another community
on Apr 5, 2021 at 11:24 am
Jennifer, another community
Registered user
on Apr 5, 2021 at 11:24 am

Teacher Retention: How to keep the best from leaving. Most new teachers will leave the profession within a few years. I remember reading an article awhile back that 60% leave within the first five years. That is a very high turnover rate for a degreed profession.

I believe teaching is a "calling." There are far easier jobs and there are jobs with better pay. If education is your calling, you will soon realize that neither of those matter.

Best of luck and success to all the teachers. It's been a very difficult year for teachers and parents, and hopefully things will get back to normal for all of us.

I'm glad our kids are grown.


ProfvilleResident
Registered user
Professorville
on Apr 5, 2021 at 12:46 pm
ProfvilleResident, Professorville
Registered user
on Apr 5, 2021 at 12:46 pm

@peppered referring to comments above about loving teachers, just not their union (during a pandemic)


Professional
Registered user
East Palo Alto
on Apr 5, 2021 at 12:59 pm
Professional, East Palo Alto
Registered user
on Apr 5, 2021 at 12:59 pm

The mythology of teachers as warm, nurturing beings who don't need money or respect as long as they get the intrinsic satisfaction of helping is a tool of oppression.


TimR
Registered user
Downtown North
on Apr 5, 2021 at 1:11 pm
TimR, Downtown North
Registered user
on Apr 5, 2021 at 1:11 pm

"The union quickly came back with a counterproposal...if property tax revenue exceeds 6.95% in July 2021, 60% of the increase will be added to the salary schedule..."

So they want a direct cut of tax revenue, regardless of any performance metrics? That sounds almost criminal, and at least immoral.


Ohlone parent
Registered user
Ohlone School
on Apr 5, 2021 at 2:45 pm
Ohlone parent, Ohlone School
Registered user
on Apr 5, 2021 at 2:45 pm

I am a parent who had a 5th grader at Ohlone when pandemic kicked in. As soon as SIP was announced, my child's teacher just disappeared. We didn't hear back from the teacher or school district for the next few weeks. When they finally showed up - my child was given a shit load of assignments, plus one hour of zoom session every week. Compare this to my younger child who was in a TK program in a private school- that had an online program setup within a few days!

Teachers: you say that those who work from home in the tech industry are privileged. Not everyone is. I work in a small startup - around this time last year, everyone took a 30% paycut, we had layoffs - and we were expected to be productive - and we were (while managing a 5 year old child on zoom, plus correcting my 5th grader's math homework - bcoz his teacher was missing!)

Why do you deserve a pay hike ?





Anony Mouse
Registered user
Green Acres
on Apr 8, 2021 at 6:12 pm
Anony Mouse, Green Acres
Registered user
on Apr 8, 2021 at 6:12 pm

@ohlone parent: I hear your pain and outrage. The only thing I can say as an insider is that your desire for accountability is a bit off the mark. This leadership has a command and control mentality. For better or worse, we were told to follow directions exactly. Our input was not welcome or asked for. When you disempower the front line worker, and send them the message to be quiet and follow orders, then sometimes negative outcomes happen. The directive last spring was to not have very much synchronous time in elementary. So, that’s what happened. Expecting heroic measures in this command and control environment is really unrealistic. If you want to hold people accountable, maybe aim a little higher? Furthermore, as an ohlone parent, ask yourself, does command and control comport with the objectives of that choice school? Are those leadership values in line with the community as a whole? Lastly, it seems pretty obvious that admin leadership has some history and likes to brand itself as being “tough negotiators”. With that, it makes sense for the union to anchor high in negotiations. Outrage over asking for too much only serves one side in this negotiation.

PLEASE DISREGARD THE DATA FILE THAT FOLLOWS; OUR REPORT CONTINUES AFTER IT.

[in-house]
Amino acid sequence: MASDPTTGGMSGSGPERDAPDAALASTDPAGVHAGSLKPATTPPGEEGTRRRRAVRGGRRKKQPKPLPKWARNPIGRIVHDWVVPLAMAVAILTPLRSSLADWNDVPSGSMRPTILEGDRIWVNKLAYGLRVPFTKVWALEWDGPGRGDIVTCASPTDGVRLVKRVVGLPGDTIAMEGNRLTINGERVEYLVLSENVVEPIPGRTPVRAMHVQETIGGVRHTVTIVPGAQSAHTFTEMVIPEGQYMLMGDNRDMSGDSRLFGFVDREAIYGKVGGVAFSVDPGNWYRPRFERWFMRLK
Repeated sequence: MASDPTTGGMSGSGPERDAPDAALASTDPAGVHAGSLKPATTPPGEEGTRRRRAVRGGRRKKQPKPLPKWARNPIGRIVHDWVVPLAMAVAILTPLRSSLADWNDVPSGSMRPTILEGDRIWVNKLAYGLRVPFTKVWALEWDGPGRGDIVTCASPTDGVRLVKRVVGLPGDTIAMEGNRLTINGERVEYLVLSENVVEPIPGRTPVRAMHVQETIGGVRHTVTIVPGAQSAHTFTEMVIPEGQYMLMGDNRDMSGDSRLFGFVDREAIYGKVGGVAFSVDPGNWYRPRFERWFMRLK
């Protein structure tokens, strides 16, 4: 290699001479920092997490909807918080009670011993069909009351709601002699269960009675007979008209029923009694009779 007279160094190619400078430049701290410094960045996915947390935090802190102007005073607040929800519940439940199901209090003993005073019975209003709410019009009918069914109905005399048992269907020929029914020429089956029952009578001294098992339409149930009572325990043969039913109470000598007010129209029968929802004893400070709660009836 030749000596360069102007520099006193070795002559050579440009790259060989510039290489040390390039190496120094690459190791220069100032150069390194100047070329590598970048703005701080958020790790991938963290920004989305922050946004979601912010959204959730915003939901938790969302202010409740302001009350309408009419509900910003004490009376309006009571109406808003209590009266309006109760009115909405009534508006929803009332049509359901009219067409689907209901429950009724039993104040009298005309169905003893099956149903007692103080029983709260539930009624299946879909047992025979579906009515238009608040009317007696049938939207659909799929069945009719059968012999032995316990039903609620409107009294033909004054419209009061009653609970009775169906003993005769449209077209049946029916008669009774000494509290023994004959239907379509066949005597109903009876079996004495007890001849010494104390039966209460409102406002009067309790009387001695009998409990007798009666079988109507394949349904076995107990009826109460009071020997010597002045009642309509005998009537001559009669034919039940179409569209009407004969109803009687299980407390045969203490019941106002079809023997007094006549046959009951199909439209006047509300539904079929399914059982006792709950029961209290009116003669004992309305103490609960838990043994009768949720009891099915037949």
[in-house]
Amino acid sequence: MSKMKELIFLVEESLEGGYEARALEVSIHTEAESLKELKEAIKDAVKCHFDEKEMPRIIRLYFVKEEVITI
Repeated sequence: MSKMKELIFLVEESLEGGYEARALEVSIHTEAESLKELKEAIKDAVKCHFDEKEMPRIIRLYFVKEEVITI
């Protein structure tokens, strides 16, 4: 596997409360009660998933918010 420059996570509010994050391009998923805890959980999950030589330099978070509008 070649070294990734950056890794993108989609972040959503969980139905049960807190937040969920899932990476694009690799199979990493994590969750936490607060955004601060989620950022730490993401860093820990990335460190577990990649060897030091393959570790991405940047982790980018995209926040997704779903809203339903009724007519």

S. Underwood
Registered user
Crescent Park
on Apr 8, 2021 at 6:35 pm
S. Underwood, Crescent Park
Registered user
on Apr 8, 2021 at 6:35 pm

By highlighting a particularly checked-out teacher, I don't think anyone was suggesting that our district leadership (admins or board) have been doing a fine and dandy job but the teachers are mucking it up... not at all.

I can only speak for what I see and what folks I know in the community tell me, but it seems to me that most folks see you as all failing together.


The Voice of Palo Alto
Registered user
Crescent Park
on Apr 8, 2021 at 7:55 pm
The Voice of Palo Alto, Crescent Park
Registered user
on Apr 8, 2021 at 7:55 pm

“but it seems to me that most folks see you as all failing together”
The parents in this community are not qualified to pass judgment on teachers. Parents are not school administrators. You criticize them and yet at the same time comically “expected” the teachers to run in during a disease outbreak to service you since you have been inconvenienced. On one hand there is an outcry of need for these so called “underperforming teachers” to work in person, on the other hand they don’t meet your expectations anyway so why should they bother? Which is it? Teachers have four year degrees and many have Master’s Degrees. That’s likely a higher level of education than many parents passing judgment here on PAUSD teachers have attained themselves. Also, no, your children aren’t so special in that you need the “Steph Curry of teaching” to be their teacher every year through HighSchool. You WILL respect these teachers as professionals. Teachers are under no obligation to meet the unrealistic expectations of these families. PAUSD is ranked #2 in the Bay Area.

"why am I not entitled to a small raise?"/ answer is embedded in your question: entitlement mentality is a huge problem.